October 1, 2022

The audacity of hope – can deliver big bucks

Biotech discovers how to make money out of rare diseases

Tania Gonzalez getting her CerezymeDrug companies make money by developing and marketing patented drugs for
ailments like hypertension, ulcers or depression which afflict millions of
patients. Or at least that is a layman’s understanding of the business model.
But Genzyme, a biotech
company in Cambridge, Massachusetts, has broken the mould. It has made billions
by focusing on drugs for the rarest of rare diseases.

These miracles, however, create unsettling bioethical dilemmas, as an article
in the Boston Globe points out. It features a Costa Rican teenager named Tania
Gonzalez. She suffers from Gaucher disease, a potentially lethal enzyme
deficiency. Fewer than 10,000 of the world’s 6 billion people are known to have
it. Genzyme, however, has developed an intravenous drug, Cerezyme. However, it
costs each patient US$160,000 a year. Tania’s dad earns about US$10,000 a year.
Clearly the Costa Rican government had to pay for it.

The government refused. It could not afford to pay US$160,000 a year to treat
1 person when it had 600,000 hypertensive patients and 120,000 diabetics to
support. It was a heart-breaking decision. Then Genzyme stepped it. It supported
a court case which pitted a photogenic little girl against a stingy government.
Tania won — or rather, Genzyme won. Now there are two Gaucher patients in Costa
Rica and the government is paying US$350,000 a year to Genzyme.

This strategy has paid off handsomely for Genzyme. Founded in 1981, it has
become a $16 billion company with offices and factories around the world. Its
salesmen contact geneticists everywhere, even in the most out-of-the-way places
– from Brazil and China to Libya and Bulgaria – and tell them that there is a
cure for the Gaucher disease if it is ever diagnosed.

"Genzyme’s solution, elegant in its way, was to set a price high enough to
earn a substantial profit no matter how small its pool of patients. Then the
company surprised the medical world – and its investors on Wall Street – by
showing that American health insurers could be persuaded to pay the six-figure
price tag. And with the only effective treatment for Gaucher disease, Genzyme
never needed to lower the price, even as production efficiencies raised profit
margins on the drug to as much as 90 percent."

Genzyme follows an extremely disciplined "full price or free" strategy. It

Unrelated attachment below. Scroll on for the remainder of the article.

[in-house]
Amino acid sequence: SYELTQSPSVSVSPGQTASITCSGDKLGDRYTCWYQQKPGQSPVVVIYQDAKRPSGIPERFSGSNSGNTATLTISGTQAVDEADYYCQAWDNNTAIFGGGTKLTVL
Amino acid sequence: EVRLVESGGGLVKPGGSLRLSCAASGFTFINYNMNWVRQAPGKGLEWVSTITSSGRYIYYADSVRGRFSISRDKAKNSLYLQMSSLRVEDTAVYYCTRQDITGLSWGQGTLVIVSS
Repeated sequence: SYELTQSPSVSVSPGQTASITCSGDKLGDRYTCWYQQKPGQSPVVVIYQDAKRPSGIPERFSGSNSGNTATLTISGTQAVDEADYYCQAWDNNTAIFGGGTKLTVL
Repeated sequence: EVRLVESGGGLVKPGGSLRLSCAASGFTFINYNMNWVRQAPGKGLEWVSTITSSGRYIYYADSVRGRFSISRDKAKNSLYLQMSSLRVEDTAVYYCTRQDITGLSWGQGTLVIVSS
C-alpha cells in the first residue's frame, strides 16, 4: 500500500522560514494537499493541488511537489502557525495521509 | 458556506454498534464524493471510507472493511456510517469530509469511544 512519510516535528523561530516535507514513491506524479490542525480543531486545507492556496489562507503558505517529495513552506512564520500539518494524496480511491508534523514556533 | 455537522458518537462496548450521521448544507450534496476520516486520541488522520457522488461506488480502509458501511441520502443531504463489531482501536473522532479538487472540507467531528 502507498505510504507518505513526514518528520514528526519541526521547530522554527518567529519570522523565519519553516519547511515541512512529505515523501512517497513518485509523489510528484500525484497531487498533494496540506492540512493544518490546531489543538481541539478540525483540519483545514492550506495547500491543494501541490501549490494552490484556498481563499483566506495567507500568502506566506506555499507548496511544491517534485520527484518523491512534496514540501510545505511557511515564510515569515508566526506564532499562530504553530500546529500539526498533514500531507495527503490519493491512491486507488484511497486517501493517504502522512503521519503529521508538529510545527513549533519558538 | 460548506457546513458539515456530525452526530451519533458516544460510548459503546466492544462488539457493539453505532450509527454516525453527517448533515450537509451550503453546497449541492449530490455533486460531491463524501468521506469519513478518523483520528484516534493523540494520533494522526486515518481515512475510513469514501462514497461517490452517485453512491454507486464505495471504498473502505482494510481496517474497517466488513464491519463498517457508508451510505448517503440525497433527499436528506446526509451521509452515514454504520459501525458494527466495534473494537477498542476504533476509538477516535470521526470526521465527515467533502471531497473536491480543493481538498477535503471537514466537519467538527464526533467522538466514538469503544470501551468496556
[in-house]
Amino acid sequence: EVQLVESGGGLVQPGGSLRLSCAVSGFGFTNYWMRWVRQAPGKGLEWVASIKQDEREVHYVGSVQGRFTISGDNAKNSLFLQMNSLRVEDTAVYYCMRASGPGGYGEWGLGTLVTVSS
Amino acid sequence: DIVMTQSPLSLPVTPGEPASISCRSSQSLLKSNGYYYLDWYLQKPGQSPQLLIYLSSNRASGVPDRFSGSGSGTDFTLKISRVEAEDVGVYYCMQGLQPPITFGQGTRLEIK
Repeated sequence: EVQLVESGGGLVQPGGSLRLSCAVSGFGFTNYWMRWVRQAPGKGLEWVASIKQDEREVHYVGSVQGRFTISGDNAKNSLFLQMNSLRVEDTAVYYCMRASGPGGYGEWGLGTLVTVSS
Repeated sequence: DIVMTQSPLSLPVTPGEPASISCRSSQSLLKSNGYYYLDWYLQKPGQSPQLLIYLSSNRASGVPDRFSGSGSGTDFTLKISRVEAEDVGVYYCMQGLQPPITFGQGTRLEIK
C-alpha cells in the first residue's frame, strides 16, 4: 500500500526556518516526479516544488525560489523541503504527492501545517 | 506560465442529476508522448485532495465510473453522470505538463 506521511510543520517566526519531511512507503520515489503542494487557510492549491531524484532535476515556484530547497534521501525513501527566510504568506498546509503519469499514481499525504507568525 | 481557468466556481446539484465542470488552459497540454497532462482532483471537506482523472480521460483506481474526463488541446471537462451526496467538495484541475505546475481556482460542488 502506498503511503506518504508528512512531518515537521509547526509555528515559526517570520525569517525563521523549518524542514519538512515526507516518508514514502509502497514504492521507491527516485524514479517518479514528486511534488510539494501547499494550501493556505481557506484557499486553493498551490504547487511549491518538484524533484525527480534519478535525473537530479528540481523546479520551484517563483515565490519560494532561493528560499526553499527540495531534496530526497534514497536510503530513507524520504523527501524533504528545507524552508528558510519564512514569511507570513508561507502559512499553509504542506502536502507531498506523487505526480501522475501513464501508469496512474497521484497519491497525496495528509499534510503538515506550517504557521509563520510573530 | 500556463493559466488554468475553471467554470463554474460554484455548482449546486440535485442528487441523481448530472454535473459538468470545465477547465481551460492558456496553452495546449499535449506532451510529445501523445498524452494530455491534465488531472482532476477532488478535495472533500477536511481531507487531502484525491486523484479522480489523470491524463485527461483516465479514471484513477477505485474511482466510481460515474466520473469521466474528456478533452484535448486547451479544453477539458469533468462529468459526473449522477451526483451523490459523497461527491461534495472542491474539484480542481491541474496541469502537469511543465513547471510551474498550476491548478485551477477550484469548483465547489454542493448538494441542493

locates patients, donates the drug at first, and then pressures the government
to be paid the full retail price. "The president of the firm’s international
group, Sanford Smith, keeps a brass gong outside his office. Every time a
foreign government agrees to pay for one of the company’s drugs, he takes out a
mallet and rings it," the Globe says. The company now has several other drugs to
which it applies the same strategy.

Costa Rica’s health department wants an international agreement to force drug
companies to scale their prices to a country’s GDP. Costa Rica would pay more
than impoverished Nicaragua, but less than the US or France. The Globe reports
that such a deal is unlikely. ~ Boston
Globe, June 14

 

One thought on “The audacity of hope – can deliver big bucks

  1. You wrote in this article:

    “The government refused. It could not afford to pay US$160,000 a year to treat 1 person when it had 600,000 hypertensive patients and 120,000 diabetics to support. It was a heart-breaking decision. Then Genzyme stepped it. It supported a court case which pitted a photogenic little girl against a stingy government. Tania won — or rather, Genzyme won. Now there are two Gaucher patients in Costa Rica and the government is paying US$350,000 a year to Genzyme.”

    And then you quoted in Pull the government out of deficit: kill yourself:

    “This Pareto improvement is especially clear philosophically when we consider that the government will undoubtedly play a larger role in America’s health care industry, which means that any money saved by allowing geezers to choose euthanasia frees up more health care dollars for the needy.”

    Interesting contrast! One story laments that government was forced to pay and the other warns that government should be prohibited from considering cost in certain ethical decisions. These two articles appear to me to frame a good deal of the discussion of the relationship between cost and permissible actions.

    For the record, I do not believe that euthanasia in any form is permissible.

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